Fresh Fruit and Vegetable Program

? Fresh Fruit and Vegetable Program ?

FFVP can be an important tool in our efforts to combat childhood obesity. The Program has been successful in introducing school children to a variety of produce that they otherwise might not have the opportunity to sample.

The various partnerships that FNS and state agencies have developed in the public and private sectors, as well as the dedicated work of school administrators, have contributed to the overall success and acceptance of the program. FFVP is consistent with and supports the Institute of Medicine’s recommendations to provide healthier snack choices in schools.

The Farm Security and Rural Investment Act of 2002 authorized the Fresh Fruit and Vegetable Pilot in 4 states and 1 Indian Tribal Organization (Zuni, New Mexico). The purpose of the pilot was to determine the best practices for increasing fruit (both fresh and dried) and fresh vegetable consumption in schools.

As a result of the Program’s popularity, the Child Nutrition and WIC Reauthorization Act of 2004 added 4 more states (Pennsylvania, Mississippi, North Carolina, Washington), 10 schools in South Dakota’s Pine Ridge Reservation, and 8 schools in Arizona’s Tribal Council (3 schools in the Gila River Pima Community and 5 schools in the Tohono O’odham Community).

The Agriculture, Rural Development, Food and Drug Administration, and Related Agencies Appropriations Act of 2006, Public Law 109-97, appropriated money to expand the Fresh Fruit and Vegetable Program to include: Utah, Wisconsin, New Mexico (25 schools), Texas, Connecticut, and Idaho. The Farm Bill amended the National School Lunch Act by eliminating section 18(f) and adding section 19, the FFVP and provided significant changes from the previous program. New section 19 includes:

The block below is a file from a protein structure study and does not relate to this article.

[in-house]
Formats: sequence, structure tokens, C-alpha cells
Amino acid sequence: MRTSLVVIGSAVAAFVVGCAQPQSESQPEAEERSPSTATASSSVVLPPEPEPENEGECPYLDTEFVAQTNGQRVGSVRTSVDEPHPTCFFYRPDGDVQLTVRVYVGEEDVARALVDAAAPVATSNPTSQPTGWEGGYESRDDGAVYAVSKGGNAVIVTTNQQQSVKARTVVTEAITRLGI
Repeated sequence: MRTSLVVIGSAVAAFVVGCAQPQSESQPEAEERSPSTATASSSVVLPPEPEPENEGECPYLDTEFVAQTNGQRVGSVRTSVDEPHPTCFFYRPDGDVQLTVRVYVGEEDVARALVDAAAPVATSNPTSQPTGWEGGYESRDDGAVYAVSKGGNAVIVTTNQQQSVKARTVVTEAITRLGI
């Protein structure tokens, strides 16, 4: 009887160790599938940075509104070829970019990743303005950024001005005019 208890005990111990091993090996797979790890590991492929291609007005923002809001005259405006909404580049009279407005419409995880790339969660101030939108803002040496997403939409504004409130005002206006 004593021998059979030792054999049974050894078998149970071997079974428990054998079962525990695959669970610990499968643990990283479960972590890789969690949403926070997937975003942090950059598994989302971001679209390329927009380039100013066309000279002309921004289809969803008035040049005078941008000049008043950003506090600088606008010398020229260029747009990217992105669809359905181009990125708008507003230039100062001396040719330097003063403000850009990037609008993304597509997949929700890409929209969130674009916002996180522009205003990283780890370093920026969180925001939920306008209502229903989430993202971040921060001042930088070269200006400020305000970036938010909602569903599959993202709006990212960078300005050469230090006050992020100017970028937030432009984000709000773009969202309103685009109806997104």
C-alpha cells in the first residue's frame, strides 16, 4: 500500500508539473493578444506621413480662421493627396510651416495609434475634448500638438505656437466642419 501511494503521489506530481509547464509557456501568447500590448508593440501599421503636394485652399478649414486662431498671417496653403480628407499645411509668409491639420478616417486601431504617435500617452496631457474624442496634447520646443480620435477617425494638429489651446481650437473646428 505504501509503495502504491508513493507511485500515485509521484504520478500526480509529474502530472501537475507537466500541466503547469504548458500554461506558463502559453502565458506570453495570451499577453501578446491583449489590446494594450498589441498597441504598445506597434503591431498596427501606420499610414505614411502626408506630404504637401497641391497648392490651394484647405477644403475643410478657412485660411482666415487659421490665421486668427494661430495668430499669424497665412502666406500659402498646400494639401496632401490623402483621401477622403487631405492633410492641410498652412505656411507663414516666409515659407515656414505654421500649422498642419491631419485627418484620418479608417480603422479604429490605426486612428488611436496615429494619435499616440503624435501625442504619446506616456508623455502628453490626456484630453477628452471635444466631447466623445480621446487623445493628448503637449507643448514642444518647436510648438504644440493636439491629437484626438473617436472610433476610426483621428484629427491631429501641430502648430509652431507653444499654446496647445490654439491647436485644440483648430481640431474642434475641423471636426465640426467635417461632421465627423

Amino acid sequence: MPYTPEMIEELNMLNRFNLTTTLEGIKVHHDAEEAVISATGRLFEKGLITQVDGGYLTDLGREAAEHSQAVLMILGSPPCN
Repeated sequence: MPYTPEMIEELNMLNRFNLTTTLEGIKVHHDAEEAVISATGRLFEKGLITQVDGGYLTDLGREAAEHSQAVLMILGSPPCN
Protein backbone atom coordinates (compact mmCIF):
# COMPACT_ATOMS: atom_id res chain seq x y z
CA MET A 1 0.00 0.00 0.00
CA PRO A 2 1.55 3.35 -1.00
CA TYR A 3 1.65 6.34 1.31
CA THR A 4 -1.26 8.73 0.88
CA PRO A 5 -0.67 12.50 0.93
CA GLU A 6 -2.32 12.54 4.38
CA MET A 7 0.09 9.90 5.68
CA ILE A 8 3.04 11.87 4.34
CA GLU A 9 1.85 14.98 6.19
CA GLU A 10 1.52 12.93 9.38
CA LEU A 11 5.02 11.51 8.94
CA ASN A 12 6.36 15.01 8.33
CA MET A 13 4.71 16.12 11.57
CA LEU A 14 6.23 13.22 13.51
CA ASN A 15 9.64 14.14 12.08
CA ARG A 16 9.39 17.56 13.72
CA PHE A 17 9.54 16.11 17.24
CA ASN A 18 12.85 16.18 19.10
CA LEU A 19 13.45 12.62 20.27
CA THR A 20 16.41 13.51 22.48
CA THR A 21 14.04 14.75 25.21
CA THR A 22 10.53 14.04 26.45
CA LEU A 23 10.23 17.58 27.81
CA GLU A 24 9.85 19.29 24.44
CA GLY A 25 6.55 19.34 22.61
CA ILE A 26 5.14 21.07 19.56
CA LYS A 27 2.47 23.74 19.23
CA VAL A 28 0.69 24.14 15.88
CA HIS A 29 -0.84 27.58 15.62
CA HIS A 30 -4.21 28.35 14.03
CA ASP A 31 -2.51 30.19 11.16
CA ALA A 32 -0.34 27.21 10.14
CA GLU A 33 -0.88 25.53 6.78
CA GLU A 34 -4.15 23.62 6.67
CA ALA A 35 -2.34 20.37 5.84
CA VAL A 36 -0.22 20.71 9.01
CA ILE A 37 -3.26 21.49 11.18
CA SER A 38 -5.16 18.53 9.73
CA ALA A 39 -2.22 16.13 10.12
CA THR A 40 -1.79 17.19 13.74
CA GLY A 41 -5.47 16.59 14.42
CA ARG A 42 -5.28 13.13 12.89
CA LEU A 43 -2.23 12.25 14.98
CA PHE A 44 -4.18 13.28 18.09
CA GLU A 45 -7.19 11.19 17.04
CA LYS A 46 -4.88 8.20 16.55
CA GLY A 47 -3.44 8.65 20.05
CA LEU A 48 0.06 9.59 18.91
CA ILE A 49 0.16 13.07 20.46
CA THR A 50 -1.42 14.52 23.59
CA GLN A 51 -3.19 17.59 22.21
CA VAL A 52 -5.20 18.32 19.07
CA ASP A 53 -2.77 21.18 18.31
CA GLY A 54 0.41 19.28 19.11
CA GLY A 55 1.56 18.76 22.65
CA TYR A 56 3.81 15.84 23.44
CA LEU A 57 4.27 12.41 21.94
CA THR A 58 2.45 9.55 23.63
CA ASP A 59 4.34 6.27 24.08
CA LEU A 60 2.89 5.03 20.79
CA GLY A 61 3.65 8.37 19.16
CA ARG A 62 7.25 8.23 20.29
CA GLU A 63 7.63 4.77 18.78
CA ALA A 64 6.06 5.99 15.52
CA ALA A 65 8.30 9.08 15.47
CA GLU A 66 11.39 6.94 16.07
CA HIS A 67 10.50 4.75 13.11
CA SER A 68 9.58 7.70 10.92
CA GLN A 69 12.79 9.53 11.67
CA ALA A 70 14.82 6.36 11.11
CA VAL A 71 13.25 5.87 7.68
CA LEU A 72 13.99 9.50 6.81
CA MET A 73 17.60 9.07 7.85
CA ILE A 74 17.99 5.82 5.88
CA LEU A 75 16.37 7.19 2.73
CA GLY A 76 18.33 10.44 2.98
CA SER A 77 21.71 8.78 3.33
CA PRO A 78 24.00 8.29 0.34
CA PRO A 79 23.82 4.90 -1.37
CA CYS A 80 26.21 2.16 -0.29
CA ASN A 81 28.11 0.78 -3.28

• Changes to funding and amounts, increases for the next 3 SYs and then adjustments based on the Consumer price Index in all subsequent years.
  • Number of schools that can participate, no longer 25 and determined by the per student allocation.
  • Determination of allocation of funds to States and school. Funds now available for State administration.
  • School selection criteria and requirements.

The Program is now Nation-wide in selected schools in all 50 states, the District of Columbia, Guam, Puerto Rico and the Virgin Islands.

How to apply: Application 

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  • Jeffery Wilson on

    Yes, all schools that are USAD funded are able to apply.

  • Chef Brian McKinney on

    At South Doyle HS we offer a Culinary Arts program. Are we eligible for this program?

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